Enter the micro-hospital. Ranging in size from 30,000 to 60,000 square feet, the micro-hospital is designed to bring health care services to the patients, where they exist. According to Vic Schmerbeck, executive vice president of strategy and business development at Emerus, the idea is “to deliver a lot of the pre-acute care in a given neighborhood in a place where people work, live and play, and to bring a higher level of service than what you would find with just a retail clinic or urgent care,” Mr. Schmerbeck said.
The concept of a micro-hospital is to stay small and versatile. The footprint required is much smaller, which makes them a suitable product in urban and dense suburban settings. The key for hospital systems in getting this choice right is carefully assessing the market fundamentals across the continuum of care so other hospital assets are not replicated. Understanding the demographics and patient needs in a defined geographic area is critical in getting the location and size right as well as delivering the right services to the patients.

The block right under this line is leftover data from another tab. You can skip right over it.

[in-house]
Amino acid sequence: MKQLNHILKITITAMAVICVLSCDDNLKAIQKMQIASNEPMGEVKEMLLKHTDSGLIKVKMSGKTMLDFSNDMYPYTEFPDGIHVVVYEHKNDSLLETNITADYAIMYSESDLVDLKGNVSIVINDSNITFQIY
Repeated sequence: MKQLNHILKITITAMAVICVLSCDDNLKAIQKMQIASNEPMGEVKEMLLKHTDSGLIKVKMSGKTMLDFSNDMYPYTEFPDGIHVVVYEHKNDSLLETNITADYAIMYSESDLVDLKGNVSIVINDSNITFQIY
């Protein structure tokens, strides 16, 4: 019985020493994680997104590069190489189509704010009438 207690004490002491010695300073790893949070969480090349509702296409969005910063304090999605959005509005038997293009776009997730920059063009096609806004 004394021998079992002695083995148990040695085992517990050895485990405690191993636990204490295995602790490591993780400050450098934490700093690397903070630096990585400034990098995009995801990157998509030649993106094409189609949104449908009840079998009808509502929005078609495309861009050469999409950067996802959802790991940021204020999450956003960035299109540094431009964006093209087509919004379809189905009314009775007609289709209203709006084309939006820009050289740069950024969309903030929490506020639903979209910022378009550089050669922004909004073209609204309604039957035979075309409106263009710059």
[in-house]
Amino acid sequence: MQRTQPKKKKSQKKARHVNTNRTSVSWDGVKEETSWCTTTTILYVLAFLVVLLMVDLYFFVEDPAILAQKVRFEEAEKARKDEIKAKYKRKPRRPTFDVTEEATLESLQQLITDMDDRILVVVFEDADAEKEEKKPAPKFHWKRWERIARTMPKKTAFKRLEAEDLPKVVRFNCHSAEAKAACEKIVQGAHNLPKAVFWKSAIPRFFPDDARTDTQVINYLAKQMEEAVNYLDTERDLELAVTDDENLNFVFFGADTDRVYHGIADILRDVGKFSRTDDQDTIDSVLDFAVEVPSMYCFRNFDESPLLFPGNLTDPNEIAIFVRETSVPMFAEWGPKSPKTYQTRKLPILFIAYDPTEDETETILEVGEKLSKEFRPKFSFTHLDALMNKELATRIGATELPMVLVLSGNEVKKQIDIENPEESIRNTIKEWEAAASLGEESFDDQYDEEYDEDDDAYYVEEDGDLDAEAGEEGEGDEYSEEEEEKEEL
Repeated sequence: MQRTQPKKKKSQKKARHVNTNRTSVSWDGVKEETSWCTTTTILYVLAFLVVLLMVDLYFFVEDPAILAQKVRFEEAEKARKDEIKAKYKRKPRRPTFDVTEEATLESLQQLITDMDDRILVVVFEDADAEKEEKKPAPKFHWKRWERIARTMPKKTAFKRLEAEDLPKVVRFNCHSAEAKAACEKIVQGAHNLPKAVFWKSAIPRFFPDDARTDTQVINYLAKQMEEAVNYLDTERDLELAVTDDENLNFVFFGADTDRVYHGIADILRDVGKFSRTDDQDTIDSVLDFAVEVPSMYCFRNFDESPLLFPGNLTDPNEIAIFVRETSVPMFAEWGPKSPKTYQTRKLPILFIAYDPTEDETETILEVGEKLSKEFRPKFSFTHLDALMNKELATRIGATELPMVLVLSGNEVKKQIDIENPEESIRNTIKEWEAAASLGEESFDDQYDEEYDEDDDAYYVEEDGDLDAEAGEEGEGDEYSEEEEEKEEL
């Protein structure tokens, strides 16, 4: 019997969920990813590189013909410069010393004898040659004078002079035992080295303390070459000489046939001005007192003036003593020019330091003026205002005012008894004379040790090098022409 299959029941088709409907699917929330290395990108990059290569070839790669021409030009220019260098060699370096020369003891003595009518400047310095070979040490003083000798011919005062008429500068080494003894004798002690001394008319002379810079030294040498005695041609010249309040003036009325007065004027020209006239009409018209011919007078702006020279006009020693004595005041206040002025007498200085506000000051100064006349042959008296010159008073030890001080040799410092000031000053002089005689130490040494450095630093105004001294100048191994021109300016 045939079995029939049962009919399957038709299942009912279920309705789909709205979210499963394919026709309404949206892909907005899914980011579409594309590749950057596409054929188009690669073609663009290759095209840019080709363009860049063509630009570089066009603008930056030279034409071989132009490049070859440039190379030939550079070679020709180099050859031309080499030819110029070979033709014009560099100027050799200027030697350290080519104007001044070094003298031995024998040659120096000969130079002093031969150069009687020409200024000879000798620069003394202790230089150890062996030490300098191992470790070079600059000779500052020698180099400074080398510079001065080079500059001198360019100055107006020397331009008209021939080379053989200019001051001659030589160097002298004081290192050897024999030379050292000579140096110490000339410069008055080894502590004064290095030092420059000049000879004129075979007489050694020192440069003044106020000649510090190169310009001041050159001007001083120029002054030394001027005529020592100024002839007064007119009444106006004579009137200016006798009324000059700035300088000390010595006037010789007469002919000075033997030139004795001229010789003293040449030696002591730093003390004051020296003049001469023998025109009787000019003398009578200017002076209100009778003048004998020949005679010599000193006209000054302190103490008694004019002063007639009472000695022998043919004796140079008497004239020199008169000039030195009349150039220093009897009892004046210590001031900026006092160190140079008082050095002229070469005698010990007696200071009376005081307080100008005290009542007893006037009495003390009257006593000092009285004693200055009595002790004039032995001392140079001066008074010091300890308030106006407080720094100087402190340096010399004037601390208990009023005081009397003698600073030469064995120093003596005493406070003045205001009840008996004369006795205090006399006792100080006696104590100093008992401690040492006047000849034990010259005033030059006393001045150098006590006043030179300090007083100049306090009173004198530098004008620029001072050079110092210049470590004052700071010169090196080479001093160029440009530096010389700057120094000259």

From an investment perspective, micro-hospitals can also be very stable long term investments. The strength of that investment is largely based on the credit quality of that particular health care system. Moody’s and S&P both cover this industry and can provide a grade to determine the health of the hospital system. For example, Moody’s uses nine symbols as shown below to designate least credit risk to that denoting greatest credit risk: Aaa Aa A Baa Ba B Caa Ca C.
As health care changes, hospitals continue to be the pioneers in our constantly evolving society. With the help of technology, and innovation, micro-hospitals can continue to provide pinpointed quality care as well as steady cash flow to real estate investors.
In today’s frothy commercial real estate market, buying at the top of the market can be risky business. If you don’t understand the downside and the risks, you may very well be buying someone else’s problem. As Sam Zell says, “I am very focused on understanding the downside.”